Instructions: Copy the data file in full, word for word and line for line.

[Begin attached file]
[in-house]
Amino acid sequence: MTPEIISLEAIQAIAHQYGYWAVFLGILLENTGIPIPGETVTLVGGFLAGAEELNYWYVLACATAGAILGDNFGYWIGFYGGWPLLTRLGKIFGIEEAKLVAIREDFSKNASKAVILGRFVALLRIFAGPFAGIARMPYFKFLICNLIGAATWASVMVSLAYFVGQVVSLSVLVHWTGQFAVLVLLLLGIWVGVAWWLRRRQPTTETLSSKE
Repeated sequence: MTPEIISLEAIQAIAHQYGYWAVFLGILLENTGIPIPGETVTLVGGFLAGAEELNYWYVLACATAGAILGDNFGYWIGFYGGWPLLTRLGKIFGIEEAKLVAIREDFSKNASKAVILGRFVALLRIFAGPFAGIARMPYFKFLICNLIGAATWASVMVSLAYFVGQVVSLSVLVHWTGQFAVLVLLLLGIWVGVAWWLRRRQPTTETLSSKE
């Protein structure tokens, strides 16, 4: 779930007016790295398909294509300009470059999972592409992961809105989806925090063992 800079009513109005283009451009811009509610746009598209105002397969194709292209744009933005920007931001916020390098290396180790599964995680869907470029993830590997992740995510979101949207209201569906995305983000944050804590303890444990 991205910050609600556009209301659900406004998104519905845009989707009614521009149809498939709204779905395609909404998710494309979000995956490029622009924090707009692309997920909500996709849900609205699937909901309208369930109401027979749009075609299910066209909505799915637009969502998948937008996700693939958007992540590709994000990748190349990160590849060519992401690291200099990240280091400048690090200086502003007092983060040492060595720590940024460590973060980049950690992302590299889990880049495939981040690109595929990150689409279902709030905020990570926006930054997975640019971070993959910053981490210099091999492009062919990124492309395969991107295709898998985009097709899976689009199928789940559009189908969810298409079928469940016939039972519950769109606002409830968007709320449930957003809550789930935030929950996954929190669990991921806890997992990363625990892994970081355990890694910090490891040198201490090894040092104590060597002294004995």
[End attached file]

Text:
[in-house]
Amino acid sequence: MTPEIISLEAIQAIAHQYGYWAVFLGILLENTGIPIPGETVTLVGGFLAGAEELNYWYVLACATAGAILGDNFGYWIGFYGGWPLLTRLGKIFGIEEAKLVAIREDFSKNASKAVILGRFVALLRIFAGPFAGIARMPYFKFLICNLIGAATWASVMVSLAYFVGQVVSLSVLVHWTGQFAVLVLLLLGIWVGVAWWLRRRQPTTETLSSKE
Repeated sequence: MTPEIISLEAIQAIAHQYGYWAVFLGILLENTGIPIPGETVTLVGGFLAGAEELNYWYVLACATAGAILGDNFGYWIGFYGGWPLLTRLGKIFGIEEAKLVAIREDFSKNASKAVILGRFVALLRIFAGPFAGIARMPYFKFLICNLIGAATWASVMVSLAYFVGQVVSLSVLVHWTGQFAVLVLLLLGIWVGVAWWLRRRQPTTETLSSKE
């Protein structure tokens, strides 16, 4: 779930007016790295398909294509300009470059999972592409992961809105989806925090063992 800079009513109005283009451009811009509610746009598209105002397969194709292209744009933005920007931001916020390098290396180790599964995680869907470029993830590997992740995510979101949207209201569906995305983000944050804590303890444990 991205910050609600556009209301659900406004998104519905845009989707009614521009149809498939709204779905395609909404998710494309979000995956490029622009924090707009692309997920909500996709849900609205699937909901309208369930109401027979749009075609299910066209909505799915637009969502998948937008996700693939958007992540590709994000990748190349990160590849060519992401690291200099990240280091400048690090200086502003007092983060040492060595720590940024460590973060980049950690992302590299889990880049495939981040690109595929990150689409279902709030905020990570926006930054997975640019971070993959910053981490210099091999492009062919990124492309395969991107295709898998985009097709899976689009199928789940559009189908969810298409079928469940016939039972519950769109606002409830968007709320449930957003809550789930935030929950996954929190669990991921806890997992990363625990892994970081355990890694910090490891040198201490090894040092104590060597002294004995």